• Restored the link between pensions and earnings, which had been scrapped by Margaret Thatcher
  • Ended the rule forcing people to buy a pension annuity at 75
  • Established the Equitable Life Payment Scheme and begun payments to people who lost their money, ending years of stalling under Labour
  • Agreed to the Vickers Report recommendation to separate retail and investment banking

(The original publication from the campaign team includes page references. Presentation is a little cheesy, though, so brace yourself:  http://whatthehellhavethelibdemsdone.com)

Bedroom Tax: Judith Welcomes First Steps to Reform

Today – 5th September 2014 – the Liberal Democrats have taken the first step in reforming the bedroom tax by winning a critical vote in Parliament.

I have spoken to many people who are suffering from the bedroom tax in our area, and they are not pretty stories. People who are offered smaller places to move to, but in Tadley, when their life and their friends are in Newbury. People who’ve had extensive – and expensive – modifications made to their house for disabled children, who are told they have to pay up or leave, when a second sibling moves on. People who would like a spare room so that grandchildren can come and stay, but can’t afford it. Do we really want to be breaking up extended families?

The local Lib Dems have been concerned about the ‘spare room subsidy’ since it first came in, in May 2013. We invited Steve Webb MP down to bend his ear, soon after the bill was first passed. Steve is really the pensions guru – I will write separately about the great things he’s done on that front – but as the Lib Dem Minister in the Dept for Work and Pensions, he was our route to make our objections known to Ian Duncan Smith. And object we did.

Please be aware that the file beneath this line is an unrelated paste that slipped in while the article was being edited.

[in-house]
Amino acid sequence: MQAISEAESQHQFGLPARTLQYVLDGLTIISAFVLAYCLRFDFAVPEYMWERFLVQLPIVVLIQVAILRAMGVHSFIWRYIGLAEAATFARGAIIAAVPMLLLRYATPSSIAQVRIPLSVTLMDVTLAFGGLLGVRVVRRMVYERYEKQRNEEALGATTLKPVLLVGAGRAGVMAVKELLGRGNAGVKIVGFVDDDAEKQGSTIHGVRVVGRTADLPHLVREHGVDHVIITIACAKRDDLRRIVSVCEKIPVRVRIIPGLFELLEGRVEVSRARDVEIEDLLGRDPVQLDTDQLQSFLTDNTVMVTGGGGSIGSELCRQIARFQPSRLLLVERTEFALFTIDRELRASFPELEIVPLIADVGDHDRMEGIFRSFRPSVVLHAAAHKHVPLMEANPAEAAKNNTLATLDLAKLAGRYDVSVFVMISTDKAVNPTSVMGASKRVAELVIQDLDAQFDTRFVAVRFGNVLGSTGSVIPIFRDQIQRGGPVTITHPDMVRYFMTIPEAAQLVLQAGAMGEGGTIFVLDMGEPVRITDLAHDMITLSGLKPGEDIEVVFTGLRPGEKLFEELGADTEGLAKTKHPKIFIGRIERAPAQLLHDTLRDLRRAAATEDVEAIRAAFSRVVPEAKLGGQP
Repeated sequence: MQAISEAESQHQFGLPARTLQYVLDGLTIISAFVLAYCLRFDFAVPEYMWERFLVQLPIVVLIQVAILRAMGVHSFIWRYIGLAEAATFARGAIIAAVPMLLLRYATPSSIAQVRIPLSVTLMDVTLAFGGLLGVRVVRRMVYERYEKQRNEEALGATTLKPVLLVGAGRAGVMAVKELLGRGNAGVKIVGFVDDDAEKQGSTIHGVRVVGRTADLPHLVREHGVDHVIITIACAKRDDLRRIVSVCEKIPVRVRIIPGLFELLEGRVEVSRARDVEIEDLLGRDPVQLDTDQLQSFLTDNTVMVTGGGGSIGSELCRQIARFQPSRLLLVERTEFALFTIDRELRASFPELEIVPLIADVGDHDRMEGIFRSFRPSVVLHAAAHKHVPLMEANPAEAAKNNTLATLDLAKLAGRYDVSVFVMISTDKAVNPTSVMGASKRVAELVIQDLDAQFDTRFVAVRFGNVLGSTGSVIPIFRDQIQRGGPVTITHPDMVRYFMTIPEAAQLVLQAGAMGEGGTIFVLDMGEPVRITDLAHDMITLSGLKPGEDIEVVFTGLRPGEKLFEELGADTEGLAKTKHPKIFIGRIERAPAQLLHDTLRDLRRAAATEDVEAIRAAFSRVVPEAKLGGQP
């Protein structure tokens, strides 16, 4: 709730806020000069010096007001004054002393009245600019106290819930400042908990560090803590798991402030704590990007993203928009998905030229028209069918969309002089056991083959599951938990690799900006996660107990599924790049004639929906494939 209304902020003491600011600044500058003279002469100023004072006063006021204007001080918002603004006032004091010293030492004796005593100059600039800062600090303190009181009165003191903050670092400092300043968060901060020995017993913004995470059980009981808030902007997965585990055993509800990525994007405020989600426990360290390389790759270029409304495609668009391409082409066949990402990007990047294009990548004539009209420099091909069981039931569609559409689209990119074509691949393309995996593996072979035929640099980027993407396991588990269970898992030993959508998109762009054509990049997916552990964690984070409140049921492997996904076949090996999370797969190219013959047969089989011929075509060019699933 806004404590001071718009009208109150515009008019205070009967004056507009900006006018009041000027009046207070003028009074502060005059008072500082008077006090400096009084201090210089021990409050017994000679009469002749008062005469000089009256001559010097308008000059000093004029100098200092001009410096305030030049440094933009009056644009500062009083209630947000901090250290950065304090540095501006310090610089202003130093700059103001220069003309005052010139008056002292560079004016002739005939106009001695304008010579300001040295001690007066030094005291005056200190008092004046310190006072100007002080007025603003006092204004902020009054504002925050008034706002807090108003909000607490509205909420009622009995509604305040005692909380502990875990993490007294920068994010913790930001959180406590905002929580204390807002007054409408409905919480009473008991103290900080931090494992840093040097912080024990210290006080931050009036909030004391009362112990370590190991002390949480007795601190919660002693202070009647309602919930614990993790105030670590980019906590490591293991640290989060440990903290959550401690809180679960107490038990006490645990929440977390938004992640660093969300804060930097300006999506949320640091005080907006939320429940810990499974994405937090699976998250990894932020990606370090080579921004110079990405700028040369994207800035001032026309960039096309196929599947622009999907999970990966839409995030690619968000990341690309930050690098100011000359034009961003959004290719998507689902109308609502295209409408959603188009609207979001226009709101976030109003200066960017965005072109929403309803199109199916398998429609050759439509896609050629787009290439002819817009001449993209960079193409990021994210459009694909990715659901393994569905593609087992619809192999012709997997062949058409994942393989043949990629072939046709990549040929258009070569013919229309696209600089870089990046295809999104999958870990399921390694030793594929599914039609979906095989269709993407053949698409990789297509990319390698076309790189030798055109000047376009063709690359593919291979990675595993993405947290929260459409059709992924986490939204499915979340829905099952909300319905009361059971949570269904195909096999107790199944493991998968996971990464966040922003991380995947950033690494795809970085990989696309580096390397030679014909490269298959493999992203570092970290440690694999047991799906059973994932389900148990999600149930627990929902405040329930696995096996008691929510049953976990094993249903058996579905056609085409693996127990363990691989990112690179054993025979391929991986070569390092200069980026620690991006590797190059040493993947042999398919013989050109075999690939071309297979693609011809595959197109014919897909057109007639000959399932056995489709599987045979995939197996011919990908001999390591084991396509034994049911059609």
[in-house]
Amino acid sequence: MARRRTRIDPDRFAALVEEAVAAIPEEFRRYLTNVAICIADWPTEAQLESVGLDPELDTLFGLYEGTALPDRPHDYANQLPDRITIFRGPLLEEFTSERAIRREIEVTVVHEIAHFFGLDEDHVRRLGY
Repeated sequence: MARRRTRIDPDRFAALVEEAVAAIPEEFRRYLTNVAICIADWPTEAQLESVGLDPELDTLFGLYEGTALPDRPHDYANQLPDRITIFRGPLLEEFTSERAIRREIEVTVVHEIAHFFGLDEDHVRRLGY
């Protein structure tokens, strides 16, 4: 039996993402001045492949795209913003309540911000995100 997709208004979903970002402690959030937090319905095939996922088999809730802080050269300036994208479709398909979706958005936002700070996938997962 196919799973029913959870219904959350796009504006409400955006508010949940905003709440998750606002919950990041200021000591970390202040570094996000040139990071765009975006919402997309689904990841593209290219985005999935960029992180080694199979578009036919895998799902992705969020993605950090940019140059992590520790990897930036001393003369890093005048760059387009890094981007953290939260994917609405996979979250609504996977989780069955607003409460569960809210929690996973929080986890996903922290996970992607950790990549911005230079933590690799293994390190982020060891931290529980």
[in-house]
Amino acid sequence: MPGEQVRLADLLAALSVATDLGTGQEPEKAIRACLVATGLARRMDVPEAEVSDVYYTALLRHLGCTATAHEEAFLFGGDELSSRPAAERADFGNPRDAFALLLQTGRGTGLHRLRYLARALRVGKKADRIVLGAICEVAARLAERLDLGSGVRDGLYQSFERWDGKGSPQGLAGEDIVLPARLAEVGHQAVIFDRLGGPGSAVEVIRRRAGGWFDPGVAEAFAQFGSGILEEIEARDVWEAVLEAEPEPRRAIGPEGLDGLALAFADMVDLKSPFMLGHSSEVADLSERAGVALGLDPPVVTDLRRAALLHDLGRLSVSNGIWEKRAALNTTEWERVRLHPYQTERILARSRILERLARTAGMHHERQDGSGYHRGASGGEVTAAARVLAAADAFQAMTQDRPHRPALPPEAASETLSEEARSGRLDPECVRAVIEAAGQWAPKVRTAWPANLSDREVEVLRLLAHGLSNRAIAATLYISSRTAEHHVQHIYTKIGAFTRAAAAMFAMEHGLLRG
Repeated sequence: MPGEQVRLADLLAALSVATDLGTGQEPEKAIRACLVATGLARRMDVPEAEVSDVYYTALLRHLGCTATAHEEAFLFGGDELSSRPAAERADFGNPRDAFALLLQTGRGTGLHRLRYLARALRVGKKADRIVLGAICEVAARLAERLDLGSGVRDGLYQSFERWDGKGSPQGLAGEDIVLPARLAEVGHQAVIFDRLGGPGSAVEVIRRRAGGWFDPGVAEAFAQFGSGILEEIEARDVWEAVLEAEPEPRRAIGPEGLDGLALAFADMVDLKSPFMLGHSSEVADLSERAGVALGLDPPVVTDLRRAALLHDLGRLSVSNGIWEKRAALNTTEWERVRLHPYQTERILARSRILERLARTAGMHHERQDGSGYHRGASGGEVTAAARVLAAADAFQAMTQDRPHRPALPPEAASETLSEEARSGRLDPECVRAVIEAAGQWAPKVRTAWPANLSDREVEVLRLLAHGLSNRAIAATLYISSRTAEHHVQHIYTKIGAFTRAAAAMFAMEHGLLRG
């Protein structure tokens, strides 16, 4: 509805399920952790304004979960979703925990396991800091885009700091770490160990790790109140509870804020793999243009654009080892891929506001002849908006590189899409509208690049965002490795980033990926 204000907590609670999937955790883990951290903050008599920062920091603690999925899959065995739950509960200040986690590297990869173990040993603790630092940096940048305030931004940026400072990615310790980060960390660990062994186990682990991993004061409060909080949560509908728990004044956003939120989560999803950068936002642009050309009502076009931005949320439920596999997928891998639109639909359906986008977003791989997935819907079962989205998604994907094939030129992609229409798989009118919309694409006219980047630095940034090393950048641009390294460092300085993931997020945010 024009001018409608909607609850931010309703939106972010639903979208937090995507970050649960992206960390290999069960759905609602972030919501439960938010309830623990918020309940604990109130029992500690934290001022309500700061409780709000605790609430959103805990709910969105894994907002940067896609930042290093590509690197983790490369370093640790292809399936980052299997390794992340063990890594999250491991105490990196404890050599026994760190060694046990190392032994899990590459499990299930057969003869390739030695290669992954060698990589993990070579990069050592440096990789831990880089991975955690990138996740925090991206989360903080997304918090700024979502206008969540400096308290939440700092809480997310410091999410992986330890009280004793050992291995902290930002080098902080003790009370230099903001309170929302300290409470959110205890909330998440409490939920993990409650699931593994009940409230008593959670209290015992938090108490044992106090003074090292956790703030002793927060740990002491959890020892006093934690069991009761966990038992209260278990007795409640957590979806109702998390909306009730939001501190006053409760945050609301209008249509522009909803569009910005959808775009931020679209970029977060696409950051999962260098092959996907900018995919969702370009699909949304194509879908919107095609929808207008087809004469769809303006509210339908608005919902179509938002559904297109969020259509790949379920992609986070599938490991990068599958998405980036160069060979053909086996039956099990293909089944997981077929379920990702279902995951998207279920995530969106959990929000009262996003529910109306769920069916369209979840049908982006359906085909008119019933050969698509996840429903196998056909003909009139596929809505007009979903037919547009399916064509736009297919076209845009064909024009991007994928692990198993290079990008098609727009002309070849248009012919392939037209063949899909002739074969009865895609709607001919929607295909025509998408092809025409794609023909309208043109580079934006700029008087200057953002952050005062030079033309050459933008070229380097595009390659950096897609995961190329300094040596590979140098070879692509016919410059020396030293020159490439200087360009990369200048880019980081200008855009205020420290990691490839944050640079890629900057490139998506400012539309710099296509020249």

Steve emphasised that one of the first things he’d done was to make sure additional funds had been made available for dialled people, via the Discretionary Housing Payments, but that has not been enough.

Today I am delighted to see that Lib Dem MP, Andrew George, has won a crucial vote in Parliament – the first step in the reform of the bedroom tax. As the Guardian puts it: Labour MPs join with Lib Dems to defeat Tories 306 to 231 in vote on private member’s bill sponsored by Andrew George” (see link, below). Under the proposals, which were passed today, existing tenants will not be penalised when they cannot move into smaller accommodation because this is none available or where there is a serious medical reason for an additional room.

The vote today means any financial penalty will go to the housing provider rather than the individual claimant. The new system will incentivise social landlords to reduce the number of tenants under-occupying their homes, freeing up bigger properties for larger families.

Read more here: http://www.theguardian.com/society/2014/sep/05/bedroom-tax-bill-splits-coalition-second-reading

And here: http://www.westernmorningnews.co.uk/Government-embarrassed-Cornwall-MP-s-bedroom-tax/story-22882954-detail/story.html